Assumption: Caching is enabled

  1. If data exists in cache, check the time to live for the key. If time to live < TTL1 then fetch from cache and return.
  2. If data exists in cache but the time to live > TTL1, then the data is considered not completely reliable (stale) and downstream service is hit to fetch the updated data. This fetched data is then saved back in redis. However, if now the downstream is down, then api fails and hystrix calls the fallback method of that particular api. In this fallback method we basically return the stale data, on the condition that sending this particular stale data in response is affordable.
    As an example, say we are caching hotel data(name, location etc) and time to live has passed TTL1 but less than TTL2. Now as per the above explanation, we will be hitting the downstream service. In case of downstream failure, for our use case we can afford to display the old cached hotel data without causing any business impact. By this mechanism we ensure that our caching system is fault tolerant and in a way refreshable.
  3. If data does not exist then call the downstream service and save the data in redis.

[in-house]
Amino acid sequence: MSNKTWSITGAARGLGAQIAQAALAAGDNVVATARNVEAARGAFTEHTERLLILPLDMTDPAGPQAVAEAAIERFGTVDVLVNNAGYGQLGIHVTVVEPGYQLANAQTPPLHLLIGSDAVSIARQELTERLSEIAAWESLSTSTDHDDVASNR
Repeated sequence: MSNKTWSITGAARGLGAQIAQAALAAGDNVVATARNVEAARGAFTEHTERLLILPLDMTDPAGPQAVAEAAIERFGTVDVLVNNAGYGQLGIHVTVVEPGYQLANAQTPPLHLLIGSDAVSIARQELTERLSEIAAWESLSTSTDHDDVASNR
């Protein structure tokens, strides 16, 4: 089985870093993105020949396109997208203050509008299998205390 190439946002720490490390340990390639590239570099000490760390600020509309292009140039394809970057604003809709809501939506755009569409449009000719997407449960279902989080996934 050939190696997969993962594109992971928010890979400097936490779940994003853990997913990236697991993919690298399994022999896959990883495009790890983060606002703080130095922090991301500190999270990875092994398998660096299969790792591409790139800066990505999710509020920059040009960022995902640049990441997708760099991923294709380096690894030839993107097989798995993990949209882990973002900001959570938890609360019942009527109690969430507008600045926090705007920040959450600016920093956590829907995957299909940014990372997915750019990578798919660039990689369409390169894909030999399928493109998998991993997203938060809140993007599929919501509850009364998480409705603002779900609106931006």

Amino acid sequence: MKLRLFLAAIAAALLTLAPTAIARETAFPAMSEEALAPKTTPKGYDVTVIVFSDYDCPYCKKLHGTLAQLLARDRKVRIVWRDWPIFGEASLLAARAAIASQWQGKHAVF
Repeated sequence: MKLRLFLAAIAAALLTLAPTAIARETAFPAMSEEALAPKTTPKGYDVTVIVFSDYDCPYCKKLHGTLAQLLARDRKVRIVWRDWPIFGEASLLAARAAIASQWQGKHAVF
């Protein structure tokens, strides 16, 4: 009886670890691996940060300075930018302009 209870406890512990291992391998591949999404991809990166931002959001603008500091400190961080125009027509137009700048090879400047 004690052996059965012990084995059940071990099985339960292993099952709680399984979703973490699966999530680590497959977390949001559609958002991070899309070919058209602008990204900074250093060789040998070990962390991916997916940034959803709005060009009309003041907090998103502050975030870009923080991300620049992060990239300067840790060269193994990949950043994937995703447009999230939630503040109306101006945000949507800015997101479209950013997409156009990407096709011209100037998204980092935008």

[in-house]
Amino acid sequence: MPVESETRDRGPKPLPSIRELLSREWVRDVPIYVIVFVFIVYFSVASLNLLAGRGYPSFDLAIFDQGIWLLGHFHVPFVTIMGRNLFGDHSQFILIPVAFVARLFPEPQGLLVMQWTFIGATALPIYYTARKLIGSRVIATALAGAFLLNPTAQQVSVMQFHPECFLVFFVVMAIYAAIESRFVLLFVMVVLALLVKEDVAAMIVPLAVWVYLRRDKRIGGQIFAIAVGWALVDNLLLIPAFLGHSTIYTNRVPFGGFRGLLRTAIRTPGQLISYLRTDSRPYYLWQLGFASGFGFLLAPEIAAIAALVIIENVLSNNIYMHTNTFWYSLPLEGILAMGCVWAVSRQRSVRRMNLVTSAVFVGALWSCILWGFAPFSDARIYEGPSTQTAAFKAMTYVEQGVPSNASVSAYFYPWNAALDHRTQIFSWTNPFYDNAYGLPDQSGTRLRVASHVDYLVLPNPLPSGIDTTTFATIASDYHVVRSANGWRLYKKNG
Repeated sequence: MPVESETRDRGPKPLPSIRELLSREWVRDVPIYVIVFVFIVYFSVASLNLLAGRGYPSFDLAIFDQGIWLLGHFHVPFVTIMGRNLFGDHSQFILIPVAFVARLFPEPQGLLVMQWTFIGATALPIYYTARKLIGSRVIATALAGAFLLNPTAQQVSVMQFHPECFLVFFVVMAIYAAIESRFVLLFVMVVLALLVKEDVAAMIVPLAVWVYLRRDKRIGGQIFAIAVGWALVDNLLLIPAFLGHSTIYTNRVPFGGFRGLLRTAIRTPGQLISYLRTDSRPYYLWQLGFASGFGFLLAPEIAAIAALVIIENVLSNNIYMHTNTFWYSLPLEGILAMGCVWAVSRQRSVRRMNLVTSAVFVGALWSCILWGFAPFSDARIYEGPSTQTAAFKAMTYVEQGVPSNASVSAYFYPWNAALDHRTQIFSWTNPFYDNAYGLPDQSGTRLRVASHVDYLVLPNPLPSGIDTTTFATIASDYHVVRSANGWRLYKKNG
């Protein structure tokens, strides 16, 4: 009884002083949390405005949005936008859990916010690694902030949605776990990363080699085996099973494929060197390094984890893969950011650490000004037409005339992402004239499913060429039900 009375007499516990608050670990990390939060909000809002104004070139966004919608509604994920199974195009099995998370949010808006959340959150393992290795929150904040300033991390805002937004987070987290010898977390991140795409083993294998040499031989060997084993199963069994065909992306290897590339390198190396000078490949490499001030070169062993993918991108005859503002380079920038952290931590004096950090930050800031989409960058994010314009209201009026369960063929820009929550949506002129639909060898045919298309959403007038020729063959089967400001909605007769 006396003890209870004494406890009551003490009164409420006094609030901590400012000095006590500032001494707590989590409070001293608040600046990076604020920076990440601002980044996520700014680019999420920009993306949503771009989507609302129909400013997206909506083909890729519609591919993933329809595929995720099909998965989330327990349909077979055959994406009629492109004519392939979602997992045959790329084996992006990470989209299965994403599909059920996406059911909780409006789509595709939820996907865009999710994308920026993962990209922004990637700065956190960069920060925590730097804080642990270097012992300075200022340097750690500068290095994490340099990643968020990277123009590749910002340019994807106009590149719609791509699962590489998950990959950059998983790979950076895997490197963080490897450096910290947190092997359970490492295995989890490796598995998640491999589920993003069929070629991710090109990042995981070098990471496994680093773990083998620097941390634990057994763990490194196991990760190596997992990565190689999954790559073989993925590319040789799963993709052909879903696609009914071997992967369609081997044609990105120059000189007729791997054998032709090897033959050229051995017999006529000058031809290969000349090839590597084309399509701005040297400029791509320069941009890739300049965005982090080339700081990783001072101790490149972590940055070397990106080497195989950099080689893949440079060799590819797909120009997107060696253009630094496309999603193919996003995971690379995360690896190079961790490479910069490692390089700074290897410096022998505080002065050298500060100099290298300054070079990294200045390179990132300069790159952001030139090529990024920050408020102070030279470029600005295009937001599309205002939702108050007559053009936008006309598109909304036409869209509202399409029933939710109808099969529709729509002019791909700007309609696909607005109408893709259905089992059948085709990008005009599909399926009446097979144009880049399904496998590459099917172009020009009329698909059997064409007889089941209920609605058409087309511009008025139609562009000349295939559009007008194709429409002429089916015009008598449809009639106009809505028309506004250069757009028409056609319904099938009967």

4. If the hystrix circuit is open, then by default the fallback method is executed, till circuit closes. By returning data from redis in these fallback methods we ensure that incases of major disruptions in the downstream service, our api doesn’t breaks and the latencies remain within check.


In the end we were able to reduce the average latencies by ~60% to 450ms. Our system was able to handle downstream disruptions with slight increases in latencies.

Side Notes

  1. In future, we plan to make cache update non blocking by incorporating redis pub-sub model
  2. Hystrix, provides caching mechanism too. However since hystrix is in maintenance mode we decided not to rely too heavily on it.
  3. Java8 CompletableFuture is being used to make async parallel calls to various downstream services

Folk’s that will be all from my end. Please feel free to contact in case of any doubt. Happy Coding :)